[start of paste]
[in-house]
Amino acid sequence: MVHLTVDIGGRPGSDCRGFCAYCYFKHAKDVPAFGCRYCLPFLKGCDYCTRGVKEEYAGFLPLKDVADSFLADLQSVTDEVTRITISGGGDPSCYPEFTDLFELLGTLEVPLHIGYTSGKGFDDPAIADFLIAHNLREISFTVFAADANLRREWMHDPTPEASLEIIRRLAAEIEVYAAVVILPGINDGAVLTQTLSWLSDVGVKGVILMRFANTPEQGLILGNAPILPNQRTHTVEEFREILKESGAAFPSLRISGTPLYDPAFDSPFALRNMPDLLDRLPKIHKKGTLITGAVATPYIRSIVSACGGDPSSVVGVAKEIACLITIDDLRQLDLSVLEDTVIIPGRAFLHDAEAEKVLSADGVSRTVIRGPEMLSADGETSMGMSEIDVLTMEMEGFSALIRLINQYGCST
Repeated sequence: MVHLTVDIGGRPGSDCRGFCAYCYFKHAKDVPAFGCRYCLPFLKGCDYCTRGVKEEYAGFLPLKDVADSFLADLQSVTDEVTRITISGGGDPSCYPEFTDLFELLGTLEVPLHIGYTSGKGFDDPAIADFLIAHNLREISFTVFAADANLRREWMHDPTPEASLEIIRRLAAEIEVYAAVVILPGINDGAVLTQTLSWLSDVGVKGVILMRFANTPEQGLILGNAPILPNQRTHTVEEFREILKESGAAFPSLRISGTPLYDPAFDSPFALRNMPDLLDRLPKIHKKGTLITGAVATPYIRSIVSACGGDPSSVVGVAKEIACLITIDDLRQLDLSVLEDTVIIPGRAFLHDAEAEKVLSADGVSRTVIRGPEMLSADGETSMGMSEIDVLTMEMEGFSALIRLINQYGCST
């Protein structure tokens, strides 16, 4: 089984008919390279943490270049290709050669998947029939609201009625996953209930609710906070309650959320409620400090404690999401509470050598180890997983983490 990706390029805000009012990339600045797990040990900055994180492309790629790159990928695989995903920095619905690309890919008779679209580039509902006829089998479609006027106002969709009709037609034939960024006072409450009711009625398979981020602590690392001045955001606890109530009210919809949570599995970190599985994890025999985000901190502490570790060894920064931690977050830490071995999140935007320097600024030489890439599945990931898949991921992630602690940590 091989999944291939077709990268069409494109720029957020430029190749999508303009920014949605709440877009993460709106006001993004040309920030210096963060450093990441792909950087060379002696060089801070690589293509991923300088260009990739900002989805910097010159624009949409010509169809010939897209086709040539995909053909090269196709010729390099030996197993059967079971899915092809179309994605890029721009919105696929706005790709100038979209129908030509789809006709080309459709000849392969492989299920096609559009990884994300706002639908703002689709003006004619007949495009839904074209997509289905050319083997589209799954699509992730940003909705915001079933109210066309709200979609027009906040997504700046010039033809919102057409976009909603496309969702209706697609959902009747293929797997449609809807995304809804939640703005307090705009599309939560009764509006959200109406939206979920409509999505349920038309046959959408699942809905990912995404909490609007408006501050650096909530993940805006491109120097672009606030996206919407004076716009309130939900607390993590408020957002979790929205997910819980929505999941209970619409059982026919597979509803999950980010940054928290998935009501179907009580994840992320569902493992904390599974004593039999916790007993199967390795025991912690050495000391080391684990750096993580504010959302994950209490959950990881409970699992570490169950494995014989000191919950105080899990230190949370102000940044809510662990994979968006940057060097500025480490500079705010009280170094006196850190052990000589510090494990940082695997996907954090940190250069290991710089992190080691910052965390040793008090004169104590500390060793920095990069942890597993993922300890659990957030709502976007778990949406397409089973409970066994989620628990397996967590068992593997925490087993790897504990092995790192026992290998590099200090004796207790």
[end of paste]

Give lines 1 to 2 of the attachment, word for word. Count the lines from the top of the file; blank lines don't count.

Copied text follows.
[in-house]
Amino acid sequence: MVHLTVDIGGRPGSDCRGFCAYCYFKHAKDVPAFGCRYCLPFLKGCDYCTRGVKEEYAGFLPLKDVADSFLADLQSVTDEVTRITISGGGDPSCYPEFTDLFELLGTLEVPLHIGYTSGKGFDDPAIADFLIAHNLREISFTVFAADANLRREWMHDPTPEASLEIIRRLAAEIEVYAAVVILPGINDGAVLTQTLSWLSDVGVKGVILMRFANTPEQGLILGNAPILPNQRTHTVEEFREILKESGAAFPSLRISGTPLYDPAFDSPFALRNMPDLLDRLPKIHKKGTLITGAVATPYIRSIVSACGGDPSSVVGVAKEIACLITIDDLRQLDLSVLEDTVIIPGRAFLHDAEAEKVLSADGVSRTVIRGPEMLSADGETSMGMSEIDVLTMEMEGFSALIRLINQYGCST